The Washington Capitals threw Gary Iness to the Bears today. Then they threw Rollie Boutin to the Wolves.
While Inness was joining the Hershey farm club, Boutin was tending the nets against the league-leading Philadelphia Flyers. Of the 20 shots fired Boutin's way, seven went in, as Philadelphia maintained its unbeaten home record with a 7-4 victory.
Boutin was relieved for the first time this season when Wayne Stephenson made his first appearance since Dec. 19 and blanked the Flyers over the last 6 minutes 50 seconds. As a result, Stephenson will start Wednesday night when the Capitals entertain the Edmonton Oilers at Capital Centre.
"Twenty shots and seven goals, that's way too many," said Washington Coach Gary Green. "Rollie has had a tough go the last three games, starting with that third period against Vancouver. I don't know if that shot in the chin did anything that night, but that was when it started."
Besides the unfrocking of Boutin, a genuine hero for the past month, the Capitals new defenseman Robert Picard left in the third period with a sprained right forearm. His status for Wednesday is questionable, as is Rick Green, who sat in the press box with a sprained right wrist, the result of Saturday's fight with Islander Duane Sutter.
"When you go with four defensemen and lose one of them you're in trouble," Green said. "When we lost Pic for the Ranger game, we did not have the same composure back there. And when we lost Greenie tonight it was the same thing. But the only time they were really controlling play in our end zone was after Pic went out.
"We didn't play with as much intensity as I hoped. We made some loose passes that hurt. But they're a good hockey club, the best in the league, and we can't let this get us down. We have to turn it around tomorrow against Edmonton. That's a four-point game, with a team we have to beat to make the playoffs."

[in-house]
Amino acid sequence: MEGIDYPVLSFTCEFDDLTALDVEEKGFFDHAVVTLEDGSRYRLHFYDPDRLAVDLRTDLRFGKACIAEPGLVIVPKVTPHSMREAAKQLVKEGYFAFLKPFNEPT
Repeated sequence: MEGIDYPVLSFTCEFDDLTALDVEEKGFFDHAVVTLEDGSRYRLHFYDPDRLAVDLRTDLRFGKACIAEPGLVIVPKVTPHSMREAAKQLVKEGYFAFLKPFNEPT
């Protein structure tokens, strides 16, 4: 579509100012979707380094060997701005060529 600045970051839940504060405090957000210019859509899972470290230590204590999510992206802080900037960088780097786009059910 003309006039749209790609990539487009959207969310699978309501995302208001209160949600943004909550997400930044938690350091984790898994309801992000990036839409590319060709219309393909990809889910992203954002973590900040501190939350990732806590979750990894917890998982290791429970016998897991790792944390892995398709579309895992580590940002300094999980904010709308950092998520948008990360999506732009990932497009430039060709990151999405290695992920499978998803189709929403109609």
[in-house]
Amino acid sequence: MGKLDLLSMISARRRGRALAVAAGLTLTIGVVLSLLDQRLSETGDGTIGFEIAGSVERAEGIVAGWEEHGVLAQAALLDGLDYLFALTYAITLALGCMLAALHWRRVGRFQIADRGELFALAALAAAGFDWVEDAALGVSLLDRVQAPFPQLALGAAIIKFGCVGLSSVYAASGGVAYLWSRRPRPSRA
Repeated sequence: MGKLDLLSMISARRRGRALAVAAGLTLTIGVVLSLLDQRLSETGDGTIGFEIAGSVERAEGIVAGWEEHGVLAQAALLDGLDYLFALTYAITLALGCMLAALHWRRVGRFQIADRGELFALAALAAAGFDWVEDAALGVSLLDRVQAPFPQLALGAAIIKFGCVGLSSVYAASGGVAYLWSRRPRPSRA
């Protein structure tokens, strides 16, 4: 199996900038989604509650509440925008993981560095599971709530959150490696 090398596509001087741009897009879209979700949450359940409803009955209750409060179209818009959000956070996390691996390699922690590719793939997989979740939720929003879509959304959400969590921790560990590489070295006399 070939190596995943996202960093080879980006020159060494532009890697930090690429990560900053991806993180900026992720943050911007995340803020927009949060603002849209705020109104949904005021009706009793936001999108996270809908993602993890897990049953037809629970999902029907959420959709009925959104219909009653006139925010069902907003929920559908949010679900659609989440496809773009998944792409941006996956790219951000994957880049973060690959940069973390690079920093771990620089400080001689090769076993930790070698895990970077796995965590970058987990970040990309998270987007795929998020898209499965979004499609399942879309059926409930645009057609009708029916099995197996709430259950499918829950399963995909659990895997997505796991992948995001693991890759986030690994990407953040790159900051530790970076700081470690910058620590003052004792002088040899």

Twice the Capitals led, and they trailed by only 4-3 while enjoying a power play late in the second period. But the Flyers never stopped their hitting and they never stopped setting each other up for some pretty goals.
Washington had its share of memorable scores, too. In the game's second minute, Guy Charoon intercepted a pass by Philly's Moose Dupont and beat goalie Phil Myre with a breakaway bullet.
After ex-Capital John Paddock tied it on a rebound, Mike Gartner rode Flyer Norm Barnes off the puck at the left of Myre, turned and beat the goalie with a backhander for his 15th of the season.
The Flyers scored the next three and went ahead to stay. Bob Dailey intercepted an errant pass by Leif Svensson and drive the puck between Boutin's legs. Then Bobby Clarke set up Reg Leach for the first of his two goals and Ken Linseman made it 4-2 on a power-play rebound after Mel Bridgman hit a post.
Washington capitalized on a two-man advantage to pull within a goal. Bengt Gustafsson threaded a 35-footer through a crowd, after Mike Kaszycki won a faceoff from Bridgman and then skated in to screen Myre.
Rick MacLeish, checked in center ice by Pierre Bouchard, flipped a quick pass up ice to Behn Wilson, who completed the two-on-one successfully by whipping the puck past Boutin.
Leach made it 6-3 with his 29th goal early in the third period when Picard blocked his 40-footer, then poked the puck between Boutin's legs instead of clearing it.
Rolf Edberg provided Washington's last bright memory by taking the puck behind his own goal line and racing the length of the rink to beat Myre with a backhander. From there, it was all downhill.
Picard cut around Dupont and shot from close range.As he skated past the net, he was hooked by Dailey and fell into the boards, injuring his right arm. No penalty was called by referee Ron Hoggarth, who had already whistled 17 and overlooked almost as many.
Barber converted a Paul Holmgren pass on a two-on-one with 6:50 left and Boutin skated off. Afterward, asked about his play, Boutin merely mumbled, "Brutal."
Although he faced only 20 shots, Boutin had few easy ones and he foiled breakaways by Holmgren and Dupont to keep it 1-1 after the first period.
Late in the game, Washington captain Ryan Walter was tripped by Clarke and lay on the ice a few moments. Then he rose and shook his head in disgust at Hoggarth who had ignored the incident. It was symbolic of all the frustrations that have been visited on the Capitals here in the Spectrum, where they are 0-11 and only once have lost by fewer than three goals.